This museum is situated on the south of Gawdaw Palin Pagoda. It was first opened on the first October .1979. Except On Mondays and gazetted public holidays it is open daily between 9 a.m. and 4:30 p.m.
The old archeological museum is on the north of Ananda irinple. It is quite close to the precinct of the Temple. It was established in 1904. Because it was congested with many new acquisitions, a new modern museum was needed. So in 1967 the construction of a new modern museum began. It is a complex of one octagonal main structure in which archeological objects are to be displayed and three big open sheds in which stone inscriptions are to be set up.
In the center of the octagon is the inscribed stone pillar With four faces, each face bearing inscription in a different language— Pyu, Mon, Myanmar and Pali. This pillar is known HS Yaza Kuma stone Inscription. It is a very important source Bagan history. Dolomite plaques depicting Jataka stories, bronze figures of lotus flowers, broken pieces of fresco are on display in the show cases.
Other exhibits include stone implements of Prehistoric Ages, bronze tools, fossils, Buddha images of bronze, stone and wood belonging to the period between the A.D 11th and 13th centuries. Pieces of inscribed palm leaves, relic caskets, pottery, glazed pots and wares and different terra cottas.
The first Archaeological Museum of Bagan was opened in 1904 near the northern entrance of Ananda Temple. The exhibits in that museum were artifacts collected by Mr. Taw Sein Kho, the Superintendent of the Epigraphic Office and the Buddhist monk U Seinda of the Ananda monastery nearby.
In addition, statues, images, figurines, and antiquities moved from the Temples and Pagodas for security reason, and a bronze frog drum and the statue of earth god from Shwezigon Pagoda were displayed.
The majority of the exhibits are the archaeological finds excavated around ancient Bagan, votive objects, bronze Buddha statues, terra cotta votive tablets, glass relic caskets and bronze figurines, discovered in the pagodas and monuments hit by the earthquake of 1975.
Some artifacts were recovered from the debris. As the first museum became fully filled with exhibits and many more were added to the collection, a new modern museum (present one) was built and opened on 1st October 1979.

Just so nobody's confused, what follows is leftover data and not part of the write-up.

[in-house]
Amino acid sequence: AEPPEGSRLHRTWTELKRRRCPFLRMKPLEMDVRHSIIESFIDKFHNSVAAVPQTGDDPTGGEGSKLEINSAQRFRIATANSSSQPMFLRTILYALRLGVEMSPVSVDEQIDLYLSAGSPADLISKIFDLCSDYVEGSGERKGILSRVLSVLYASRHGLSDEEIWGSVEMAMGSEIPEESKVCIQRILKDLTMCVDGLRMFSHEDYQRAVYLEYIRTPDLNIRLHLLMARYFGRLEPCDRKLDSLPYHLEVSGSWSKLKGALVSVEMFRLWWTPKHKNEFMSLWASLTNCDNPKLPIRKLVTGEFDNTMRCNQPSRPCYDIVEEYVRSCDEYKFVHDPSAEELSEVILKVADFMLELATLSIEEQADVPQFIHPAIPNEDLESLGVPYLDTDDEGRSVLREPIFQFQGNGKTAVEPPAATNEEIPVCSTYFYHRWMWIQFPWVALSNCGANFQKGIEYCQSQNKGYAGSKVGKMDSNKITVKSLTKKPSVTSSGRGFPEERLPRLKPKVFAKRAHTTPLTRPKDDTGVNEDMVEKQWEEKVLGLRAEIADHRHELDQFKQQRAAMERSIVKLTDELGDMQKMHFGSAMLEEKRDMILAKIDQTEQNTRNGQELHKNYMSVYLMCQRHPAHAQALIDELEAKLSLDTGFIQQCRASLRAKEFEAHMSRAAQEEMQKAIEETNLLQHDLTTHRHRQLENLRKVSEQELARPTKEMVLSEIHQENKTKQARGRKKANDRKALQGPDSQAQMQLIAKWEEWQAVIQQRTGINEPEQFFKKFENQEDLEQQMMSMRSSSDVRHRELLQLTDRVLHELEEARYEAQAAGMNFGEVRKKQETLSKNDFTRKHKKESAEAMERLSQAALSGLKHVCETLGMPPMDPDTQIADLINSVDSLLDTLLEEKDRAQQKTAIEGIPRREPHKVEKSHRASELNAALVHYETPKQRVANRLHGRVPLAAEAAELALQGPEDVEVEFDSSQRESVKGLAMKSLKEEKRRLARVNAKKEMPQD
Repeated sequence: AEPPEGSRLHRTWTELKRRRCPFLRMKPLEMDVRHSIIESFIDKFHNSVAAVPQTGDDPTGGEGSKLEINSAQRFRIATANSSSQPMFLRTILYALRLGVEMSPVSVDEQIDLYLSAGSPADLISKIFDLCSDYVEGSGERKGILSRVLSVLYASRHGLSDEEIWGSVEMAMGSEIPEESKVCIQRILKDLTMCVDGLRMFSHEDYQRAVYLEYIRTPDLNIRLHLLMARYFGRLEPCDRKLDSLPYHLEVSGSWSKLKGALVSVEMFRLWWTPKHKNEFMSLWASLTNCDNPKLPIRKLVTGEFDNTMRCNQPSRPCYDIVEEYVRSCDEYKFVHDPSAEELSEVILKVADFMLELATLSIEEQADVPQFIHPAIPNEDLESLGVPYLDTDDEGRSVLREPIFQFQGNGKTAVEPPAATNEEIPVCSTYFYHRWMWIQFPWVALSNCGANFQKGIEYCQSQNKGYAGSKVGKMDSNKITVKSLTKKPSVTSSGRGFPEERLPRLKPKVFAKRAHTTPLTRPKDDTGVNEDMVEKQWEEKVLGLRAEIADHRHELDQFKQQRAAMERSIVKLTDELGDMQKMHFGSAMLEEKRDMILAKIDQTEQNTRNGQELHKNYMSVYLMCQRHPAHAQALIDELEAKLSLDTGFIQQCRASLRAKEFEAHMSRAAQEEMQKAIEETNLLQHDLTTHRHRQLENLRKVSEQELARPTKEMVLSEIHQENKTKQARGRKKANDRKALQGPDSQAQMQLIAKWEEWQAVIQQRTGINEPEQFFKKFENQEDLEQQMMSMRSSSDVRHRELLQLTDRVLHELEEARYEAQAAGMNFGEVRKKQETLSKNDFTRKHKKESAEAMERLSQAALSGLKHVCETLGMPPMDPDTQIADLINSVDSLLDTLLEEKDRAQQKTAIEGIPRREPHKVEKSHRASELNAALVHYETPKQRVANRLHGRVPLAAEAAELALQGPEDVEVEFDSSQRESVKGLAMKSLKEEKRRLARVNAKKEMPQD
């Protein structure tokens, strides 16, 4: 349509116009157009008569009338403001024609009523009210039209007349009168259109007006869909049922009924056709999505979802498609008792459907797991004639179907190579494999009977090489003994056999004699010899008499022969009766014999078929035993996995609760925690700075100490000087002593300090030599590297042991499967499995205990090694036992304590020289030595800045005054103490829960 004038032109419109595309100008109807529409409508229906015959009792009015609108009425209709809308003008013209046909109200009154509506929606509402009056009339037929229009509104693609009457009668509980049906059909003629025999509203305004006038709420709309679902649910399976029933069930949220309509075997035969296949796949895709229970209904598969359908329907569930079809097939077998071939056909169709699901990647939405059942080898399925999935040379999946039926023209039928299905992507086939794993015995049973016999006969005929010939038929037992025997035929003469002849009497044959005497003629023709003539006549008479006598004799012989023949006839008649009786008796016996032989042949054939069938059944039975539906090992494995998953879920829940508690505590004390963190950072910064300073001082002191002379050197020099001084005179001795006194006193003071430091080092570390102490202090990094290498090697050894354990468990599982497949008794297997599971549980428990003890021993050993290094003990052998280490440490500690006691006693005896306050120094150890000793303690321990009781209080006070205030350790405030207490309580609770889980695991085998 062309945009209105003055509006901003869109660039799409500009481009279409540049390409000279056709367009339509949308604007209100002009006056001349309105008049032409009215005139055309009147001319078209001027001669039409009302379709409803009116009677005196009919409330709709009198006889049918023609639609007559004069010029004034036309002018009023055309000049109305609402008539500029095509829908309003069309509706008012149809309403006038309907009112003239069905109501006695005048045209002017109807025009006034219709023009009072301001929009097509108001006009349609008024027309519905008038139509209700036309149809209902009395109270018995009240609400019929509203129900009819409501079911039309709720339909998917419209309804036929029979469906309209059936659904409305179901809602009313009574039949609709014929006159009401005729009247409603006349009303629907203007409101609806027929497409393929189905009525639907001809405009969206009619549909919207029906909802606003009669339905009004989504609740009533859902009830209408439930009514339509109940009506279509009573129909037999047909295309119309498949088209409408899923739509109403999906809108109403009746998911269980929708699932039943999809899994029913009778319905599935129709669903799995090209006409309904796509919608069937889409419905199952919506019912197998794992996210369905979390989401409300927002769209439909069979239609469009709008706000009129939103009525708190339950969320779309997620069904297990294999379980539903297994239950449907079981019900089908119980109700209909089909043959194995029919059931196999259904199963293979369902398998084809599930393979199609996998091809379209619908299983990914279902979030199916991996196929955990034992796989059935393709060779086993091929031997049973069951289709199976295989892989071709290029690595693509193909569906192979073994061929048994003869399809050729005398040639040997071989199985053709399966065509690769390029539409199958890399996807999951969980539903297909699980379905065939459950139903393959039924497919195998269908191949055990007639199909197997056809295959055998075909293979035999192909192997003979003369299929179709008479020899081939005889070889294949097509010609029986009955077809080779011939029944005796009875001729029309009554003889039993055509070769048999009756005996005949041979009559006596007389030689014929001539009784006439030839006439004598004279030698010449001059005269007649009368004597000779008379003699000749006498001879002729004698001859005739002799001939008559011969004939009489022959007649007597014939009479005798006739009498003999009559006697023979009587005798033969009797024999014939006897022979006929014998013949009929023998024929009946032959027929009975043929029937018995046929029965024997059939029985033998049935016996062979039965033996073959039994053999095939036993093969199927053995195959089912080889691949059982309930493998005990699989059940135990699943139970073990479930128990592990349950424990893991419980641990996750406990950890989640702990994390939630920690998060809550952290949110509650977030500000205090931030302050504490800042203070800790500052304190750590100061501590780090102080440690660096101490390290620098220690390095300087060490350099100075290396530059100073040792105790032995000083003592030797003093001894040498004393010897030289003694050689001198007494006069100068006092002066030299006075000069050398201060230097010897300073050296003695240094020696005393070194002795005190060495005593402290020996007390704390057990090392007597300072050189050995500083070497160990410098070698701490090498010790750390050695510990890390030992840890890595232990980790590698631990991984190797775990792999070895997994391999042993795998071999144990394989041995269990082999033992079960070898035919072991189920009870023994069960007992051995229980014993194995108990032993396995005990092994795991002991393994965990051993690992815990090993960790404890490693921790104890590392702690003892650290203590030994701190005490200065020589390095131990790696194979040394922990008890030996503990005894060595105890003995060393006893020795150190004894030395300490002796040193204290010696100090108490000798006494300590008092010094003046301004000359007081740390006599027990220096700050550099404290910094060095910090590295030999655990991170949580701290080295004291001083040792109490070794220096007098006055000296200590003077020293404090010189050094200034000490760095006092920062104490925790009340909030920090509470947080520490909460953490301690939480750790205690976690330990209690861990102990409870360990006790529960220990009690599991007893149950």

Since 1988 there have been frequent theft and robbery of Buddha statues and antiques from the Bagan temples. Therefore the remaining Buddha statues in the monuments and temples were moved to the museum and plaster replacements were installed there.
On display at the new museum is one very rare and artistically accomplished carving on a small dolomite stone. Eight scenes from Buddhavamsa (Buddha's life) are depicted on a single piece. The figures and background scenes are executed in minute detail. Such carvings on dolomite stone pieces were discovered inside the heads of some Buddha statues damaged by the earthquake of 1975.
Another rare and unique exhibit is a colourful fresco done on a piece of cloth. Being enshrined in the Buddha image, the frescoe was well protected from elements of nature. Judging by this artifact we may safely say that the Bagan artists used various hues and colours and the cloth used was a cotton material of fine quality and dexterously hand woven.
The Buddha statues and figures are displayed according to the sequence of Myanmar historical periods such as the Pyu Period, early Bagan Period, middle Bagan Period, Late Bagan Period, the Pinya Period, the Inwa Period and the Konbaung Period. Bronze statues and figures, stone statues and figures, wooden statues, glazed objects and terra cotta objects form the major portion of the exhibits.